The fight for workers' rights to openly identify as gay, lesbian, bisexual, or transgender in the workplace is building up to a grand finale, as the Employment Non-Discrimination Act (ENDA), which prevents employers from discriminating against LGBT individuals, comes to a vote in Congress.
Dozens of companies are stepping forward to support it. Apple CEO Tim Cook, has been one of its most vocal supporters, and for good reason. Apple's company-wide antidiscrimination policy far outstrips the federal government's, and it already provides its employees with all of the protections that are available in the ENDA. But it's not just about being progressive or on-trend. Cook also believes in nondiscrimination because it just makes good business sense.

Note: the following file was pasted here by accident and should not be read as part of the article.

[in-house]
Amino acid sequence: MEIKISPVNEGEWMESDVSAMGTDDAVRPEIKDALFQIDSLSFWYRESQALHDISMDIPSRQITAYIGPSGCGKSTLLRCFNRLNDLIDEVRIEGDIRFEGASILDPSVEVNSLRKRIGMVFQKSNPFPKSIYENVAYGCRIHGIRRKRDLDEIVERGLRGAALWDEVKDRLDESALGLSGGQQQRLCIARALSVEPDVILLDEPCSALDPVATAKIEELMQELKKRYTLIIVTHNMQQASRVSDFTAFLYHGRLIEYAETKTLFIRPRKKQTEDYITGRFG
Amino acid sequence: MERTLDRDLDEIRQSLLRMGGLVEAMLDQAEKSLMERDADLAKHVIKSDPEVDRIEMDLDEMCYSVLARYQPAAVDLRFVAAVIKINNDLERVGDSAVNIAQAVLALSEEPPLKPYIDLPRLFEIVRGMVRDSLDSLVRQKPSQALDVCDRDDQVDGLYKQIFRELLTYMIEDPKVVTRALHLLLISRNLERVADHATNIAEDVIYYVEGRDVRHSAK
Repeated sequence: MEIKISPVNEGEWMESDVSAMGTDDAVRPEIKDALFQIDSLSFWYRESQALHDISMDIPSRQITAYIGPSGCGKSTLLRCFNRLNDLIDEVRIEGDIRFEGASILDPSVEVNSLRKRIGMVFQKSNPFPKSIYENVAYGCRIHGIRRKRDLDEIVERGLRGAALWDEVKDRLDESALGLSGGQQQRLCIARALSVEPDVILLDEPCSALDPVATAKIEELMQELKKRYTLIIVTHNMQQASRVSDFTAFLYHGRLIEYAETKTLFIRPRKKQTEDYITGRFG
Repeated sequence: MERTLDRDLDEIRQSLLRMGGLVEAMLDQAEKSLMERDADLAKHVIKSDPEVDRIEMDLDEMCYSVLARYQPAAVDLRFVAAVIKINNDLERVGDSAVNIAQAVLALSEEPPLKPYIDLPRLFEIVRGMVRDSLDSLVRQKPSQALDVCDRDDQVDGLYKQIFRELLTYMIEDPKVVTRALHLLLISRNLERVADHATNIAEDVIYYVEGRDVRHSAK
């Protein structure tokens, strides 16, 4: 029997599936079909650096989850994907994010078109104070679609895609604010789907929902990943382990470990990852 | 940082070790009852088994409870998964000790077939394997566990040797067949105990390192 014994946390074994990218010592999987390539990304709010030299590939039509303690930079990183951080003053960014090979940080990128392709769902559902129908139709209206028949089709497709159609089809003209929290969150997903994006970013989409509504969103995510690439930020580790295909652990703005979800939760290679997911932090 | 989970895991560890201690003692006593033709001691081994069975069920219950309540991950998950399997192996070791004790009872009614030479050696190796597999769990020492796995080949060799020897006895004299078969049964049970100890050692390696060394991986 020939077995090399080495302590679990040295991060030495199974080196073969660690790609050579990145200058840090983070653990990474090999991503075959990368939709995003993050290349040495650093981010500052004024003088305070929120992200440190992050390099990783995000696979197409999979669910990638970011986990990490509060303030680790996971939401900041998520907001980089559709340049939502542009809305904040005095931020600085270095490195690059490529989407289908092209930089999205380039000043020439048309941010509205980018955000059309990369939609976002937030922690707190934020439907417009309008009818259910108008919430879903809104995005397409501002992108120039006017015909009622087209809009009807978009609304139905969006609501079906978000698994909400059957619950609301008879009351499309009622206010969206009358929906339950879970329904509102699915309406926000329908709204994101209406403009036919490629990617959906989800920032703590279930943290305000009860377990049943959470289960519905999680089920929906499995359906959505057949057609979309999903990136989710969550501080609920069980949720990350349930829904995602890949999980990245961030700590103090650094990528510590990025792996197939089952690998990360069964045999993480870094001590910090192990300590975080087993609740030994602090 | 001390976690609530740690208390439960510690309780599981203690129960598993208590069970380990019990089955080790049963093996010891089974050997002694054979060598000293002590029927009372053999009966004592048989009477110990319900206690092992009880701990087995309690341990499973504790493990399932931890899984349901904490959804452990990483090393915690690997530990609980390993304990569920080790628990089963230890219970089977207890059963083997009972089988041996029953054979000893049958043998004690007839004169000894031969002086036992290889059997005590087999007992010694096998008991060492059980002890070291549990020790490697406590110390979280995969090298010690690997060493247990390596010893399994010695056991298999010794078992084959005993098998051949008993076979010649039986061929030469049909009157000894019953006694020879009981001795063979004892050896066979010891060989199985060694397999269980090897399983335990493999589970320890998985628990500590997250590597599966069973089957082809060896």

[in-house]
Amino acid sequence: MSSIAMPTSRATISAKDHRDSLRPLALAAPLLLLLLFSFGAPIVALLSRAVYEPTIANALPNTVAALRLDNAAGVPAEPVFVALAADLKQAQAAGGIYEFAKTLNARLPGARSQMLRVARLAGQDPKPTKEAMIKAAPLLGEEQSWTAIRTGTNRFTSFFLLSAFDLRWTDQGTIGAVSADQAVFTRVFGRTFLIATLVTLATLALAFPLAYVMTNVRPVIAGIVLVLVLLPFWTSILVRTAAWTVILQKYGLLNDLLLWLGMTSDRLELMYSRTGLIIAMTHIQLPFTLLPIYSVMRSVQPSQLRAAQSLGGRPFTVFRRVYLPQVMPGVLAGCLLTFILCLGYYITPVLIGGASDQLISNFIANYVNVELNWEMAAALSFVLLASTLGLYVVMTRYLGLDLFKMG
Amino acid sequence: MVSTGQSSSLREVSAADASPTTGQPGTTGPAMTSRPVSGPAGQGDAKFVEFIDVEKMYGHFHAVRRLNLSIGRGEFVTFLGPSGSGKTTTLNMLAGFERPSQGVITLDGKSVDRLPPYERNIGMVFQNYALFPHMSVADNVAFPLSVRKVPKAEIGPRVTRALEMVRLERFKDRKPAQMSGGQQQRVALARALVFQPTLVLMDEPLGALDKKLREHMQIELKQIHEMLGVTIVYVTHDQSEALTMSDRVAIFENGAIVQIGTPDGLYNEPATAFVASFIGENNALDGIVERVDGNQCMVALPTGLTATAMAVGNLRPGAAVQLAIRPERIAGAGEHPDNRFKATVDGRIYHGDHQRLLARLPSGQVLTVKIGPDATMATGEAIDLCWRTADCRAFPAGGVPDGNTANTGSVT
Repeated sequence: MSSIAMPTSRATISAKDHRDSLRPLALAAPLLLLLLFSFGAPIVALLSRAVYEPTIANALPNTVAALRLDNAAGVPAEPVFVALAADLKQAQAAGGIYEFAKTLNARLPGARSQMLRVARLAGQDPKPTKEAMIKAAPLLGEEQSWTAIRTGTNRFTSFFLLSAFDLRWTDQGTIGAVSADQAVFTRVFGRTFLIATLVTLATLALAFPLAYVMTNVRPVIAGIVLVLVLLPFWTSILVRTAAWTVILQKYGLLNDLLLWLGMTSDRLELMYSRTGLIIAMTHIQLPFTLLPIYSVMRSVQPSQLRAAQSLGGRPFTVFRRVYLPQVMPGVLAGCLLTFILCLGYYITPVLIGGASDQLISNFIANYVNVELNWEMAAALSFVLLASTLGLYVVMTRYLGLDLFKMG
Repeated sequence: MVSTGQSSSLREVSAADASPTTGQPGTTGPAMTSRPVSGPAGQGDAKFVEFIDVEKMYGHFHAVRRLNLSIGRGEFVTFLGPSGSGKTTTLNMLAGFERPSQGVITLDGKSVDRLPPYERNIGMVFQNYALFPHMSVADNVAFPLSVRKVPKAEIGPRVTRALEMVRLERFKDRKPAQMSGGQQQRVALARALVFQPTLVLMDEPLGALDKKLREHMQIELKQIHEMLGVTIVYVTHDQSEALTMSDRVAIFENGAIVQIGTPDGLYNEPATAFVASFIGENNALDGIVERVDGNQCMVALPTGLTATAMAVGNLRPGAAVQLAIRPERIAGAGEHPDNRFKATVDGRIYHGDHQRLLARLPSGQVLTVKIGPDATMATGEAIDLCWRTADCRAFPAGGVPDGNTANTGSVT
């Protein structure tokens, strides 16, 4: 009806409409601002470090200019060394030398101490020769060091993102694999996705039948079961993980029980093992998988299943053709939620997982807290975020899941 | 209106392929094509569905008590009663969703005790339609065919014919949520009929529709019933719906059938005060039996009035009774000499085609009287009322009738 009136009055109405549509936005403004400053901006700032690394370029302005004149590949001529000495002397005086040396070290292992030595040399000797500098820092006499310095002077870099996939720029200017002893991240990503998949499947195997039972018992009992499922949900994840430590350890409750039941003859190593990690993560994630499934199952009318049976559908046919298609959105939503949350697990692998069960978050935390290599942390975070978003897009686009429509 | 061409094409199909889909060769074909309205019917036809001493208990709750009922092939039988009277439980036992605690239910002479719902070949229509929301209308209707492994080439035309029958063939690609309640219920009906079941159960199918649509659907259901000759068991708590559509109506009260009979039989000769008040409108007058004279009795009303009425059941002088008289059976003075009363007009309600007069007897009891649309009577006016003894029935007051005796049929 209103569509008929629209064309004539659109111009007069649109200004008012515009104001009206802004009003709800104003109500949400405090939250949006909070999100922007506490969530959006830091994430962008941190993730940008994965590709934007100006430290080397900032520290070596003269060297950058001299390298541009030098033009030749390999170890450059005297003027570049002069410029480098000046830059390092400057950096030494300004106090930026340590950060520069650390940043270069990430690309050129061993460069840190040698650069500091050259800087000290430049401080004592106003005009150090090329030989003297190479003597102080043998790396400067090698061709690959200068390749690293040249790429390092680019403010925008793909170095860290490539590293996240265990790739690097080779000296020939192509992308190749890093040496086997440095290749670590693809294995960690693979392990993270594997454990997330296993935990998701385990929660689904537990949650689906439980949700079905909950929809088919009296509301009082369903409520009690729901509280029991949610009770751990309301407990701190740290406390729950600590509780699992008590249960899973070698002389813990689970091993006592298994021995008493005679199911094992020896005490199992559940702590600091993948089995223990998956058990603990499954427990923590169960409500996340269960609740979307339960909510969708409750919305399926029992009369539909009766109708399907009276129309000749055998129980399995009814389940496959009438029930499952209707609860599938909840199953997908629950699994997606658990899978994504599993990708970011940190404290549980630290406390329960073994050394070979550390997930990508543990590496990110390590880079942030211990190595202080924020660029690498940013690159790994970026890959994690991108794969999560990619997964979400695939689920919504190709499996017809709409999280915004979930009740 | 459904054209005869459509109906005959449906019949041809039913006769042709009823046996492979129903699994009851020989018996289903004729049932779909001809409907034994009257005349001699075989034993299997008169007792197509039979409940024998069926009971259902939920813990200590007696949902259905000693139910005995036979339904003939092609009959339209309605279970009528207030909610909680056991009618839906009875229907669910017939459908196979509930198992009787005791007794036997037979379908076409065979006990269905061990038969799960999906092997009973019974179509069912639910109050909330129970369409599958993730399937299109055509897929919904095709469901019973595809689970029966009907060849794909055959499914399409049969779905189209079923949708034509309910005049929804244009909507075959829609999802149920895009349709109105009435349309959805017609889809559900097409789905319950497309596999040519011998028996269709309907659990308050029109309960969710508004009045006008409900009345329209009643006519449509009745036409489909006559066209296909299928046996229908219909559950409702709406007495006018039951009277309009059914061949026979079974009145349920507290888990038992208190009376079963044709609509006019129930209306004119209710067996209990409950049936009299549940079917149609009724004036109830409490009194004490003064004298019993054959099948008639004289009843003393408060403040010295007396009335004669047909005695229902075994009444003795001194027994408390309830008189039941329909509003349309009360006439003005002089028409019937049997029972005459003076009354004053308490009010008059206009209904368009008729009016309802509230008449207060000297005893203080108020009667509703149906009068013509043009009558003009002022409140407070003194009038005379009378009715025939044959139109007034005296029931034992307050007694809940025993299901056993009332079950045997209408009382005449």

In the Wall Street Journal, Cook cites a "fundamental truth" of business: "People are much more willing to give of themselves when they feel that their selves are being fully recognized and embraced." Allowing people to be who they are turns them into better, more creative, and more dedicated employees, not least because they aren't spending time and energy worrying about hiding their identity. In turn, this helps employees "do the best work of their lives" and helps the company utilize the "full benefits of the individuals' talents." Nondiscrimination is about social justice, but it is also about tapping into the full potential of the U.S. workforce and making our country a stronger economic powerhouse.
In Cook's own words, "At Apple, we try to make sure people understand that they don't have to check their identity at the door." Now that's a message other corporate executives can really learn from. Thousands of LGBT workers are dreaming that this will become a reality as the ENDA comes to a vote Monday.